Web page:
Time for fairer benefits: children’s advocatates
Media Release 28 October 2008
Time for fairer benefit policy, say children’s advocates
Child Poverty Action Group has welcomed Labour and National’s new-found commitment to ensuring adequate support for the unemployed.
John Key has stated National’s rescue package would give the newly unemployed a bridge to re-arrange their lifestyles, while Helen Clark has announced a job search allowance that will not be means tested.
CPAG researcher Donna Wynd is pleased that both parties have admitted that benefit levels are too low. “Clearly, families wouldn’t need this extra assistance if benefits were at a level that enables families to meet their basic needs, including their housing and food costs,”she said. “Of course, it begs the question of how both parties will deal with existing beneficiary parents, or what assistance they will give to parents who are unable to work at all. This seems like a perfect opportunity to revisit the miserable levels of income we expect beneficiaries to live on.”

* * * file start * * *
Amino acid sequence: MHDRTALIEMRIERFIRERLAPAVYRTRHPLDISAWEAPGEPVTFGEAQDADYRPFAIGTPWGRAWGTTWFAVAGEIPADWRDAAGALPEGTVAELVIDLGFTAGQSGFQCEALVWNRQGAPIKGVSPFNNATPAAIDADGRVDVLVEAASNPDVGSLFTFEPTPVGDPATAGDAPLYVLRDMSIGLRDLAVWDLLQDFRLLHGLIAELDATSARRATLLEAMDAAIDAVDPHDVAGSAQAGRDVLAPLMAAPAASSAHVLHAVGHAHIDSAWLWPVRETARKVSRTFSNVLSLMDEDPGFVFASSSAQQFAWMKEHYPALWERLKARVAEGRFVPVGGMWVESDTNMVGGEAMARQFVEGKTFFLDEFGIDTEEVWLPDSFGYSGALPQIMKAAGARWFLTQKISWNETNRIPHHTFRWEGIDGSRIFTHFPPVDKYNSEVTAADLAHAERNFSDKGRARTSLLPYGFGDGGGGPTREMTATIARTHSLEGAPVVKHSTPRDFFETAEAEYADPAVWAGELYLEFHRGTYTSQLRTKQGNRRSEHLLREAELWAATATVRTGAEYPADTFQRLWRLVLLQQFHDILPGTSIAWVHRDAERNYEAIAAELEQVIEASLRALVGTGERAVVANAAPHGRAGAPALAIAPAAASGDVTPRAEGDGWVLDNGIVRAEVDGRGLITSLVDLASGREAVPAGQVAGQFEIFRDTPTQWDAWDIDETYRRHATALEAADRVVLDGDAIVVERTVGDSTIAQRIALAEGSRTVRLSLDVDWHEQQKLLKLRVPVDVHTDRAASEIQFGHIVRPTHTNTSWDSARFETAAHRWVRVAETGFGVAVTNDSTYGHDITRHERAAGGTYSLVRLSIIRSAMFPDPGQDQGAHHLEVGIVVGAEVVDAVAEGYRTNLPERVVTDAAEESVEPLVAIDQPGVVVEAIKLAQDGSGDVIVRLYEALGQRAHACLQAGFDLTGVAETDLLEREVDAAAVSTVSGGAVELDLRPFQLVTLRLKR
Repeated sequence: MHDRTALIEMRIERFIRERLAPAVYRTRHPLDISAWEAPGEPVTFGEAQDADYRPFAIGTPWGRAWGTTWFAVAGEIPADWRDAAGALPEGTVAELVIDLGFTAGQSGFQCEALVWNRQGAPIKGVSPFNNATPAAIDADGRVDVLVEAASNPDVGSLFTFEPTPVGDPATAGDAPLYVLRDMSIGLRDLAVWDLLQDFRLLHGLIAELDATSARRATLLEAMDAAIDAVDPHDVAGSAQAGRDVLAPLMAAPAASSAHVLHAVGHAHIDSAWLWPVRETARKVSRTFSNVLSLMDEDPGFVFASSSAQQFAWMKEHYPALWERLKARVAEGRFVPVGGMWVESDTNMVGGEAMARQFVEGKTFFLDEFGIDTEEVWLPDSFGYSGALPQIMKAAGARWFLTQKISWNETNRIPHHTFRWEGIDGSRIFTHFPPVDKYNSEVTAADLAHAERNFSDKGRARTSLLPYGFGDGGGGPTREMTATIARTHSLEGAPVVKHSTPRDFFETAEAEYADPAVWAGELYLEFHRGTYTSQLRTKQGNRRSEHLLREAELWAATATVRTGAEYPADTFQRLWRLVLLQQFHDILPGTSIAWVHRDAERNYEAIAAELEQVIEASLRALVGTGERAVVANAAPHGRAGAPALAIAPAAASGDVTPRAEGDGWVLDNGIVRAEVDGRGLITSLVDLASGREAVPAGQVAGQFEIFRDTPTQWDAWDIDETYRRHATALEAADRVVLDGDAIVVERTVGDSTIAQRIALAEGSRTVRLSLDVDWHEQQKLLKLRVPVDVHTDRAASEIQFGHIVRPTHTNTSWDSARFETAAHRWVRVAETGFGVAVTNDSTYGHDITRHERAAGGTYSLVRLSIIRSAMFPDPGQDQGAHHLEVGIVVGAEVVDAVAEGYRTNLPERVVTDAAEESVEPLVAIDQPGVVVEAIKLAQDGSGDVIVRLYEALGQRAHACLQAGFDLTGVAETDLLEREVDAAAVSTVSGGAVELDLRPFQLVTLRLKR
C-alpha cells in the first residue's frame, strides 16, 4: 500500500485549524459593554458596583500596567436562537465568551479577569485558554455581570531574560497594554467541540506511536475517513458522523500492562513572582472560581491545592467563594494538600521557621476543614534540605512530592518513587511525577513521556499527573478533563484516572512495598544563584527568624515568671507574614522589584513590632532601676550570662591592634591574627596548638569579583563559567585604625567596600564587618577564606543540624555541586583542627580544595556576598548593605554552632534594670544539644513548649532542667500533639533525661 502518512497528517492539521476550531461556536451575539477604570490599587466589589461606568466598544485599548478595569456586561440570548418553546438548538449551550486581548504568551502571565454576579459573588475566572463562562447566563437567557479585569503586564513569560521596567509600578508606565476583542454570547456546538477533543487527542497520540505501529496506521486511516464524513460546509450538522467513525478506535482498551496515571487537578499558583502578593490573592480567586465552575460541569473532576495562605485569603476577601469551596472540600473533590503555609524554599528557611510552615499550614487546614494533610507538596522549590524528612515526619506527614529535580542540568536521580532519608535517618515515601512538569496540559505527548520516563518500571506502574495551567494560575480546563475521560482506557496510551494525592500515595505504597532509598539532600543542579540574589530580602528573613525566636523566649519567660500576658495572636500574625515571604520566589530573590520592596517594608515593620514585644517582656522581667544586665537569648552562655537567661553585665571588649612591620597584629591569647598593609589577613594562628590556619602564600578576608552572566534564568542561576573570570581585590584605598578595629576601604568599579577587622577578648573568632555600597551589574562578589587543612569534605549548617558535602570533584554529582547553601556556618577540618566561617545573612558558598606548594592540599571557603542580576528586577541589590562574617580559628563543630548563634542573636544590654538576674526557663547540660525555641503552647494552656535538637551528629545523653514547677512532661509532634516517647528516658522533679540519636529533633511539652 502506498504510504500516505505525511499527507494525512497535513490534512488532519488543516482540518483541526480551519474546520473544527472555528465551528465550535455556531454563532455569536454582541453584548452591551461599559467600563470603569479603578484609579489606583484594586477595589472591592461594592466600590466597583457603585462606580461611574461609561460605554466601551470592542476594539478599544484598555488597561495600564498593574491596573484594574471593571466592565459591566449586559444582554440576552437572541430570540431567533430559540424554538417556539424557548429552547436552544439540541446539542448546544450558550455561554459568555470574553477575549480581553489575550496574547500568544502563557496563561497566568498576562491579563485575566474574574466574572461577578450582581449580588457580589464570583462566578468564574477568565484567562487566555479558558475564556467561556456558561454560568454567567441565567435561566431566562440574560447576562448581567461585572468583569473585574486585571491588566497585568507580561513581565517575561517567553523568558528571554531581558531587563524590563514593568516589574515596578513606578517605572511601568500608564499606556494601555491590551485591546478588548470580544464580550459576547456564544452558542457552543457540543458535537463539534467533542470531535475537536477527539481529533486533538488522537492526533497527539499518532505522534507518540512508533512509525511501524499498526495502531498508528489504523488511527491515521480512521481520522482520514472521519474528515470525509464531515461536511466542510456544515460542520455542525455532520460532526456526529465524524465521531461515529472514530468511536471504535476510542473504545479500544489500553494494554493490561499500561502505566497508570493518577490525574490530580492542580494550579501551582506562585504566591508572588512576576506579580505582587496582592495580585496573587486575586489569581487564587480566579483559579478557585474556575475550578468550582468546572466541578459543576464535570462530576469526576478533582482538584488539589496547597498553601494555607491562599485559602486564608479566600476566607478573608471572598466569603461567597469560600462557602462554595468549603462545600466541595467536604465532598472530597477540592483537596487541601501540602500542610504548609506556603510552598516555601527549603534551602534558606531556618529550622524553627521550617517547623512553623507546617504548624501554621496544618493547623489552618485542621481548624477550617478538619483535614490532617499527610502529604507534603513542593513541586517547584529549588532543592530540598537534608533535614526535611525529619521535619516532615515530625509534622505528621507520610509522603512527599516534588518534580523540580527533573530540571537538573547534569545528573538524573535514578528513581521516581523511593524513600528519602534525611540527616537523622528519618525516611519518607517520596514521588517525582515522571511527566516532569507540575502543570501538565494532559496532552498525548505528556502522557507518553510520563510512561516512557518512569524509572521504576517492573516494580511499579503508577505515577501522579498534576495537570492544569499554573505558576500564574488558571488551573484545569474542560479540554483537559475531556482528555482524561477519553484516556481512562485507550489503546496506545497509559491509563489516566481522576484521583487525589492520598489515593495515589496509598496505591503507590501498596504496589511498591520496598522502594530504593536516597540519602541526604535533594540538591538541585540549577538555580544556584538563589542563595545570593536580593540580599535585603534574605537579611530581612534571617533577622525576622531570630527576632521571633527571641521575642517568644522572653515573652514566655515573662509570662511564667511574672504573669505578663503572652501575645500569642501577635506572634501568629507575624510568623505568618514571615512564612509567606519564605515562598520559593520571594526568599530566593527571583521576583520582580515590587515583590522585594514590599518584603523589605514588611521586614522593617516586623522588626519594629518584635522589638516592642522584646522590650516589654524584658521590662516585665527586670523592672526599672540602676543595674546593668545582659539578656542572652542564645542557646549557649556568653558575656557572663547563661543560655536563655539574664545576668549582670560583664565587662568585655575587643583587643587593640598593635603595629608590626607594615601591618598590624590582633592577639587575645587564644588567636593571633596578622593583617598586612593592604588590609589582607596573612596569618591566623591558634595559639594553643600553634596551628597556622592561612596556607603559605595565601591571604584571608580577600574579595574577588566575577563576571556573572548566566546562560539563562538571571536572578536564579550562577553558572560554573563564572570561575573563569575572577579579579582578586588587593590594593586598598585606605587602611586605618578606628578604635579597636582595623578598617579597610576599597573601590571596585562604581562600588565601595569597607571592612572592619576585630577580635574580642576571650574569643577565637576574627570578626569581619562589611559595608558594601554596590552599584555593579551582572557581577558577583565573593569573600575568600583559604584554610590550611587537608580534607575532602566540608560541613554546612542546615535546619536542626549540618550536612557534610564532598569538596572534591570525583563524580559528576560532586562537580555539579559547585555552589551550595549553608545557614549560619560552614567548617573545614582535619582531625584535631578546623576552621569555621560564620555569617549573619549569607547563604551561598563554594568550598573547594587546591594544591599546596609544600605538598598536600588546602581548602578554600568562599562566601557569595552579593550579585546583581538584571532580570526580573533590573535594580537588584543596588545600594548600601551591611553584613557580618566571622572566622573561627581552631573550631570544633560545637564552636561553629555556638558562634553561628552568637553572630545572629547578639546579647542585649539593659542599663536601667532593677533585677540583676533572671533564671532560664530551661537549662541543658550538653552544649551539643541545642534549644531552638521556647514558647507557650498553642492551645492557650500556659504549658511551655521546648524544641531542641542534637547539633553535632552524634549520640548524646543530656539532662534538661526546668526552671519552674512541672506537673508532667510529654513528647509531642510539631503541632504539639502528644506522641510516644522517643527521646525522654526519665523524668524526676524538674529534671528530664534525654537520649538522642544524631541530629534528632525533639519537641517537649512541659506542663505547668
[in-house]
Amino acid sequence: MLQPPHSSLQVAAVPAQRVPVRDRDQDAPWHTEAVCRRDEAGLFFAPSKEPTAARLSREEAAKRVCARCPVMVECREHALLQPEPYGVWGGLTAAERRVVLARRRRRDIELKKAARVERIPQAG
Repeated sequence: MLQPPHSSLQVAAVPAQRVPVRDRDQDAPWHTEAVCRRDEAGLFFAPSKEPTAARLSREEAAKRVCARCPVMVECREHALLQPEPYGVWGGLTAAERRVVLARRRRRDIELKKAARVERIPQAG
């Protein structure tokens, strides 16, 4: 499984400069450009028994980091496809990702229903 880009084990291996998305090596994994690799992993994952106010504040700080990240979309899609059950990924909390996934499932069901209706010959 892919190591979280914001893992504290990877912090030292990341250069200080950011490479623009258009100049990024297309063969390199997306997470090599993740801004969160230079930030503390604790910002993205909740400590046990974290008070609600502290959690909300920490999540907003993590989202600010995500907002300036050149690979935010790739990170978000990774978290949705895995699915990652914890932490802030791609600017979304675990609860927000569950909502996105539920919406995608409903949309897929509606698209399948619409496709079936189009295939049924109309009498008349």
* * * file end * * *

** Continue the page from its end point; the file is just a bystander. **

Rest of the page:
The group emphasised that protecting children must be the first priority of whichever party wins the election. “One of the main problems is that under Working for Families, low income families stand to lose a significant part of their family income support when they lose their jobs, or if they have reduced work hours,” notes economist Dr Susan St John.
“With benefits set at disastrously low levels, Working for Families has left the social safety net with a glaring hole for children. When parents lose their jobs they also lose at least $3000 In-Work Tax Credit per year tax-free for their children. This seems designed to ensure more child poverty, and it cannot possibly be justified in work incentive terms,”she said.
“Rather than ad hoc election sweeteners, it would be a great deal more equitable and efficient to utilise an existing programme and make the In-Work Tax Credit available to all low-income families with children, including those who are currently on benefits as well as those who lose their jobs. This would remedy an unforgivable discrimination and should be the first anti-recessionary, anti poverty option the government takes.”
Child Poverty Action Group has taken the government to the Human Rights Review Tribunal alleging the In-Work Tax Credit discriminates on the basis of employment status. The outcome of the case has not been determined yet.